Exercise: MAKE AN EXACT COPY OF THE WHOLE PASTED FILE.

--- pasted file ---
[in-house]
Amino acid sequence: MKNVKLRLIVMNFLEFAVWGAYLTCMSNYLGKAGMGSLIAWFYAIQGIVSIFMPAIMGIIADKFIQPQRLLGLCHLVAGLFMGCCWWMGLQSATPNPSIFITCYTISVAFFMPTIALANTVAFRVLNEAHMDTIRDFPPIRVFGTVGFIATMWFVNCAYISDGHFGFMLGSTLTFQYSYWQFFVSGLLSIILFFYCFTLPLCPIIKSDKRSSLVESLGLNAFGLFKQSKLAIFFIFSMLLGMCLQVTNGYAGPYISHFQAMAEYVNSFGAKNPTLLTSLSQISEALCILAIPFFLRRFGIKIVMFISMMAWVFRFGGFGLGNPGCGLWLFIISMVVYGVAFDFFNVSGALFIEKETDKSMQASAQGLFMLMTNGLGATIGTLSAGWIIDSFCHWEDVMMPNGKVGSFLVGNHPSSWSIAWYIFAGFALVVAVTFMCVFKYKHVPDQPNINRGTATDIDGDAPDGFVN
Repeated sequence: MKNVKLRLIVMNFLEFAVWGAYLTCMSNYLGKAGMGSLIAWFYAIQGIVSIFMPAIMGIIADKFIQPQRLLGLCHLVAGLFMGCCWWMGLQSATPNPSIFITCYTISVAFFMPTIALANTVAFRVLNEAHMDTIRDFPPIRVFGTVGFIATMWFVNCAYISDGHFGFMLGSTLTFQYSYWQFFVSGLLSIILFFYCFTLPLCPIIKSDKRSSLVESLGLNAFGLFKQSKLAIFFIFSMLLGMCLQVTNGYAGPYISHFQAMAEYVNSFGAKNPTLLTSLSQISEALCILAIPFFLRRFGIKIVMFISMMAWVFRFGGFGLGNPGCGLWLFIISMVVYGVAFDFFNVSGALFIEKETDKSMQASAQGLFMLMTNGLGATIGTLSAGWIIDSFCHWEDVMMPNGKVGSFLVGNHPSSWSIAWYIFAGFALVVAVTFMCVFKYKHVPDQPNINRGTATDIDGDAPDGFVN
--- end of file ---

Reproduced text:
[in-house]
Amino acid sequence: MKNVKLRLIVMNFLEFAVWGAYLTCMSNYLGKAGMGSLIAWFYAIQGIVSIFMPAIMGIIADKFIQPQRLLGLCHLVAGLFMGCCWWMGLQSATPNPSIFITCYTISVAFFMPTIALANTVAFRVLNEAHMDTIRDFPPIRVFGTVGFIATMWFVNCAYISDGHFGFMLGSTLTFQYSYWQFFVSGLLSIILFFYCFTLPLCPIIKSDKRSSLVESLGLNAFGLFKQSKLAIFFIFSMLLGMCLQVTNGYAGPYISHFQAMAEYVNSFGAKNPTLLTSLSQISEALCILAIPFFLRRFGIKIVMFISMMAWVFRFGGFGLGNPGCGLWLFIISMVVYGVAFDFFNVSGALFIEKETDKSMQASAQGLFMLMTNGLGATIGTLSAGWIIDSFCHWEDVMMPNGKVGSFLVGNHPSSWSIAWYIFAGFALVVAVTFMCVFKYKHVPDQPNINRGTATDIDGDAPDGFVN
Repeated sequence: MKNVKLRLIVMNFLEFAVWGAYLTCMSNYLGKAGMGSLIAWFYAIQGIVSIFMPAIMGIIADKFIQPQRLLGLCHLVAGLFMGCCWWMGLQSATPNPSIFITCYTISVAFFMPTIALANTVAFRVLNEAHMDTIRDFPPIRVFGTVGFIATMWFVNCAYISDGHFGFMLGSTLTFQYSYWQFFVSGLLSIILFFYCFTLPLCPIIKSDKRSSLVESLGLNAFGLFKQSKLAIFFIFSMLLGMCLQVTNGYAGPYISHFQAMAEYVNSFGAKNPTLLTSLSQISEALCILAIPFFLRRFGIKIVMFISMMAWVFRFGGFGLGNPGCGLWLFIISMVVYGVAFDFFNVSGALFIEKETDKSMQASAQGLFMLMTNGLGATIGTLSAGWIIDSFCHWEDVMMPNGKVGSFLVGNHPSSWSIAWYIFAGFALVVAVTFMCVFKYKHVPDQPNINRGTATDIDGDAPDGFVN